All image credit: Dan Bartz

Women Crush First Ascent

Nowadays, there isn’t an area of life where women don’t crush. Whether it’s work, life, sports, or media, we live in an age where women crush just about everything.

When the media first began to cover climbing, women like Lynn Hill were breaking world records and besting men at the sport. Today, women like Sasha Digiulian,Ashima Shiraishi and Megan Mascarenas (this year’s national bouldering champ) are helping define the sport of rock climbing by breaking world records and pushing the boundaries of what both women and men can accomplish. Even now, women are challenging gender and cultural norms in Iran through rock climbing.

 img_1150I was first introduced to the sport of rock climbing over 10 years ago, when my older sister and I signed up for a week-long adventure with Outward Bound. For 7 days, we camped in the Vedauwoo rock formations of Wyoming to learn all sorts of knots, how to belay, different climbing techniques and safety rules. Once we split up into groups, we top-roped a ton of routes, smeared on challenging inclines, climbed through chimneys (my favorite), and conquered 300+ feet multi pitches. By the time our trip ended, I was completing 5.10C’s. I didn’t know much about grades. I would just look at a route and think, I can do this. Then, I would plug and chug my way to the top.

It would be years before I took up climbing again. My sleepy hometown had a good climbing gym, but whenever I walked into the facility, I felt alone. My sister didn’t pursue the sport after our trip, and I didn’t know anyone else who climbed. It seemed like most people who were into climbing in the Chicagoland area already knew each other, knew a lot about the sport, and had people to climb with. I didn’t know anyone, and I was super shy back then. So my love for climbing got shelved, and the rest of life took over.

Last year, I moved back to Chicago after a whirlwind of travel adventures with a non-profit, and I started bouldering at Hidden Peak, a small bouldering gym in Chicago. The problems were challenging and the holds were worn smooth, but the community was welcoming, encouraging, and diverse. Plus, the space is small… you kind of HAVE to talk to each other. Once I got back into groove of climbing again, I had a blast tackling problems with other people. On Wednesdays at the Peak, women began to gather to train together, climb hard, and cheer each other on, a session we affectionately called “Women Crush Wednesday”.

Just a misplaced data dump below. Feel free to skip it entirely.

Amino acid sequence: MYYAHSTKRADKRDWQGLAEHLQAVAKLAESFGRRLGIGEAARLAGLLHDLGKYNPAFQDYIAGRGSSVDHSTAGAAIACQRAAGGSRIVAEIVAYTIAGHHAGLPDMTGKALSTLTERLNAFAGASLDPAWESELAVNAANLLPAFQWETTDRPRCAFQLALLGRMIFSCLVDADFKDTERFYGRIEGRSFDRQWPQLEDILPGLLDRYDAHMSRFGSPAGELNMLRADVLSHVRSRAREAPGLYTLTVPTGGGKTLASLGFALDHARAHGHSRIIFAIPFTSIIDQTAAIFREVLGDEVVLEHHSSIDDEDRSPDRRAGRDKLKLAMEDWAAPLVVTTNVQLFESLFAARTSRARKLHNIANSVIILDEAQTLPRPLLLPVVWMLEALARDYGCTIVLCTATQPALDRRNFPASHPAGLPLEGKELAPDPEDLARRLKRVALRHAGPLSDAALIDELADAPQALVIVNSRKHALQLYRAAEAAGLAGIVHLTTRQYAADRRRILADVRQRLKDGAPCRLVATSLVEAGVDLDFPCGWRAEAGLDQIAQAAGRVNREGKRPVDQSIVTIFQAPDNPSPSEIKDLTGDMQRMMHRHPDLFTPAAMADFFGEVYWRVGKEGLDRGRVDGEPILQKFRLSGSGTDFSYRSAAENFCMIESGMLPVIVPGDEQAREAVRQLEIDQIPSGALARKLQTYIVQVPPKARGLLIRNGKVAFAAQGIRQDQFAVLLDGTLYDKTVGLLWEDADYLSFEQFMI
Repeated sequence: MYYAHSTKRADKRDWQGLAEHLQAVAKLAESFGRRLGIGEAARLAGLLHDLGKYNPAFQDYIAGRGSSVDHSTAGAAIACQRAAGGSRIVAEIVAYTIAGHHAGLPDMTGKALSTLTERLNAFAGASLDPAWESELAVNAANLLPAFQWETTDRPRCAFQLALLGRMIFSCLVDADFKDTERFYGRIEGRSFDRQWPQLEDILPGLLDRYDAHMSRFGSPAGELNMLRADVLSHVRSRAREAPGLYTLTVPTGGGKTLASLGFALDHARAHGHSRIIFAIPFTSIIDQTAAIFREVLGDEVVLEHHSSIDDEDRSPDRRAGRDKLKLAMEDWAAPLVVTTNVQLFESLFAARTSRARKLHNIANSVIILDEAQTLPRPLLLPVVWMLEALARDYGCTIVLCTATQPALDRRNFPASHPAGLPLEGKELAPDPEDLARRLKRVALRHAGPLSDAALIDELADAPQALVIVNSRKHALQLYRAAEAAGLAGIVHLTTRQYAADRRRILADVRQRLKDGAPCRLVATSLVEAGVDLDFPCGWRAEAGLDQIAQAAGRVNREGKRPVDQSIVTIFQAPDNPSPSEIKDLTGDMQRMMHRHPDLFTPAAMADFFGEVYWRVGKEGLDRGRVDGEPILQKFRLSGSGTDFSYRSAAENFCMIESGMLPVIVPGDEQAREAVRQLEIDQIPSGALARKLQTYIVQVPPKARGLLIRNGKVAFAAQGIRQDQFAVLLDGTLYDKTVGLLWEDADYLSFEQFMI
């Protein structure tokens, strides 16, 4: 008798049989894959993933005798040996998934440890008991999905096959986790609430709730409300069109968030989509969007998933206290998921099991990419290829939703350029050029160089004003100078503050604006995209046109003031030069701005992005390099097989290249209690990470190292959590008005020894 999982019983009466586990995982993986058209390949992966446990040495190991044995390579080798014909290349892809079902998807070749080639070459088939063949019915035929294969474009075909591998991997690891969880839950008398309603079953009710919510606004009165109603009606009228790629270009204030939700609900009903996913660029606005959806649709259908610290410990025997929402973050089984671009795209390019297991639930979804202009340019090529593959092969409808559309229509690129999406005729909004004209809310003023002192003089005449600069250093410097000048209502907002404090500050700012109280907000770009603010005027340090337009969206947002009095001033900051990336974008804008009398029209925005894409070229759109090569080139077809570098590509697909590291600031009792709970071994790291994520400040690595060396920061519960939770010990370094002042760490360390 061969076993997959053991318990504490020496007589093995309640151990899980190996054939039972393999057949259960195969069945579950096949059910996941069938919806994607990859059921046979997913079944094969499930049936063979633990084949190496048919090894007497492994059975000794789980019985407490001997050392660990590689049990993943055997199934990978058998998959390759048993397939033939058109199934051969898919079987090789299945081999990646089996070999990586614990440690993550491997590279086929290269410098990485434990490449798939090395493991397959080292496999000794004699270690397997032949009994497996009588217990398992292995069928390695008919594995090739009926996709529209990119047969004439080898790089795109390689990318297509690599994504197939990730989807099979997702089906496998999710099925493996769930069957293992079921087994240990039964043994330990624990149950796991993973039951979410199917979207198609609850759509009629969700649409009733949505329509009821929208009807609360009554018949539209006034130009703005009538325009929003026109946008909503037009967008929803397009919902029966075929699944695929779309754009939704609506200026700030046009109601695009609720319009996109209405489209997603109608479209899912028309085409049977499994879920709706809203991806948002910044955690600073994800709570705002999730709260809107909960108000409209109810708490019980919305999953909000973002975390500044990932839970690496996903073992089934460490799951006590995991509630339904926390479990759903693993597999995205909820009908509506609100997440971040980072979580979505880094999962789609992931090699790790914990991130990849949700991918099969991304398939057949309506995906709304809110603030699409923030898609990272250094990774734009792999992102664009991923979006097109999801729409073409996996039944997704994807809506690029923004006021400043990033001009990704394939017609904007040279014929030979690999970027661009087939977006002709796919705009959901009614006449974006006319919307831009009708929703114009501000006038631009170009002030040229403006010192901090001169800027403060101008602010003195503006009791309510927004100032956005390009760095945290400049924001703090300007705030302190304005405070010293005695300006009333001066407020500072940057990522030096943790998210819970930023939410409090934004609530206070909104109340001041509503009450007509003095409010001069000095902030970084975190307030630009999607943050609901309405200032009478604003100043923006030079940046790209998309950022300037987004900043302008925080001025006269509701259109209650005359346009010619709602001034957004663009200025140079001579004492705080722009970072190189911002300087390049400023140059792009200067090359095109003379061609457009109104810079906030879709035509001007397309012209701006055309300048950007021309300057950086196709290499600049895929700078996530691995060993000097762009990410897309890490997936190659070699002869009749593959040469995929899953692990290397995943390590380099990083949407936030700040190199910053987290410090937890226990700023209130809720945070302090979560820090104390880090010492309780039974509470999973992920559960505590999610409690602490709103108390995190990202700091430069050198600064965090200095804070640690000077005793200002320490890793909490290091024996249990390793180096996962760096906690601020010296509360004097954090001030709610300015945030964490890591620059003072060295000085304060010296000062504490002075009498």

Once First Ascent Avondale opened, Women Crush Wednesday migrated to the space upstairs, and has since become a weekly thing. At 7PM every Wednesday, women of all abilities, ethnicities and climbing styles get together to work on bouldering problems together. We share beta, we laugh, we talk, and we train hard. At the end, we do a series of exercises, working our core, arms, backs, and legs. It sounds intense, but it’s really a ton of fun. Plus, it’s a fantastic way to meet people.

I don’t know where my climbing life would be without the women that I’ve met through the climbing community. I don’t think I’d be climbing nearly as well or be having nearly as much fun as I am now. While I don’t need to wait for Wednesdays to crush or climb, it’s been fun to have a dedicated time and space to do it with other ladies.

So if you see us upstairs and you’re a woman, no matter what your climbing ability is, come join us! Feel free to introduce yourself and work problems with us.

Are you ready to crush? We’ll see you at First Ascent Avondale at 7pm every Wednesday.


Photo Credits: Christie Batka, Pilar Amado, Nari Ho.

Climbing: The Progression